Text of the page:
On September 25, 2006, Governor Arnold Schwarzenegger signed a new bill that will have significant implications on public works projects starting next year. The bill, Assembly Bill (“AB”) 573, generally provides that in their contracts with design professionals, public entities cannot include certain indemnity provisions which require the design professional to indemnify the public entity for anything other than the design professional's own negligence, recklessness, or willful misconduct.
AB 573, which was authored by Assembly Member Lois Wolk (D – Vacaville), passed unanimously in both the California State Assembly (78-0 vote) and the California State Senate (37-0 vote). Given the unanimous and bi-partisan approval in both the Assembly and the Senate, it is certainly not surprising that Governor Schwarzenegger signed the bill into law.
Sponsored by the Consulting Engineers and Land Surveyors of California (CELSOC), AB 573 provides that: "[f]or all contracts, and amendments thereto, entered into on or after January 1, 2007, with a public agency for design professional services, all provisions, clauses, covenants, and agreements contained in, collateral to, or affecting any such contract, and amendments thereto, that purport to indemnify, including the cost to defend, the public agency by a design professional against liability for claims against the public agency, are unenforceable, except for claims that arise out of, pertain to, or relate to the negligence, recklessness, or willful misconduct of the design professional." The bill defines "design professional" to include licensed architects, registered professional engineers, licensed professional land surveyors and landscape architects, all as defined under current law. The bill defines public agency as "any county, city, city and county, district, school district, public authority, municipal corporation, or other political subdivision, joint powers authority, or public corporation in the state" except for the State of California.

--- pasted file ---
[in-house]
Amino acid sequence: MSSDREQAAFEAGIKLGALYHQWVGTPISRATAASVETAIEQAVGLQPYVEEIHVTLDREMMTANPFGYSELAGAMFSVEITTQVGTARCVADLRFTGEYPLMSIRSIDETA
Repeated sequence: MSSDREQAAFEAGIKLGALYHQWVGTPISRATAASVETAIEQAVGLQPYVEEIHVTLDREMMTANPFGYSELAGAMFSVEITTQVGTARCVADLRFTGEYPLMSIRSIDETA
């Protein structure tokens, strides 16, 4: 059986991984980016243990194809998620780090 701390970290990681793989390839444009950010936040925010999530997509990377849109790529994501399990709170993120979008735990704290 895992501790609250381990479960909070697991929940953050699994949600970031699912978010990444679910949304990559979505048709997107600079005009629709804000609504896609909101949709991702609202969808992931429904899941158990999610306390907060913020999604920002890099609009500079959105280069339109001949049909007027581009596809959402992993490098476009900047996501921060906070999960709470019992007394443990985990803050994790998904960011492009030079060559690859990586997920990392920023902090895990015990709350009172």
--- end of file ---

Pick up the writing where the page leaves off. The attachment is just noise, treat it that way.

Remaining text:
This bill constitutes a resounding victory for design professionals in California by offering them a layer of statutory protection within the contracts that public entities often require design professionals sign in order to do the highly coveted business with that entity. In the past these agreements have often contained non-negotiable indemnity provisions requiring the architect or engineer to indemnify the public entity for damages arising out of the public entity's negligence (often called “Type I” indemnity.) Indemnity provisions (or “hold harmless” clauses) are provisions in contracts in which one party to the contract (the “indemnitor” or “promisor”) agrees to pay the damages and costs incurred by the other party to the contract (the “indemnitee” or “promissee”) as a result of the indemnitee being held liable to, or having to defend against, a claim filed by a third party. “Type I” indemnity provisions require that the design professional defend and indemnify the public entity for not only anything arising out of the design professional's work, but also for the active or passive negligence of the public entity itself. “Type II” indemnity provisions in favor of public entities are similar to “Type I” clauses except they do not apply to the active negligence of the public entity. Under AB 573 both types of indemnity are unenforceable on public projects.
Representatives of local government entities opposed AB 573, arguing that the bill would limit the flexibility of public agencies to negotiate design service contracts to reflect the particular risks of the engagement. They also argued that the safeguards presently in place, requiring the public entity to disclose all indemnity and hold harmless provisions in requests for proposals and invitations to bid, already provide sufficient advance notice to design professionals such that the transfer of risk can be included in the bids and proposals. Lastly, public entities argued that AB 573 will increase defense costs, burden taxpayers, and result in more protracted litigation involving the public entity. The Legislature, in its unanimous approval of AB 573, found these arguments unavailing.
AB 573 continues a California legislative trend towards the elimination of “Type I” indemnity agreements. AB 573 protects those with less bargaining power and the historically smaller players in the construction industry from signing contracts which expand that party's litigation exposure beyond its proportional share of liability. A similar bill, AB 758 by Assembly Member Ron Calderon (D – Montebello), was enacted last year that provides similar protections to subcontractors vis-à-vis home builders. AB 758 declares unenforceable those indemnification agreements in residential construction contracts between builders and subcontractors that purport to make subcontractors liable for the negligent acts of others. As a result, parties to a residential construction defect dispute are held legally and financially responsible only for their own respective fault. In other words, AB 758 mandates that a builder cannot contractually require a subcontractor to assume the builder's share of liability, and all parties are ultimately liable for their own work.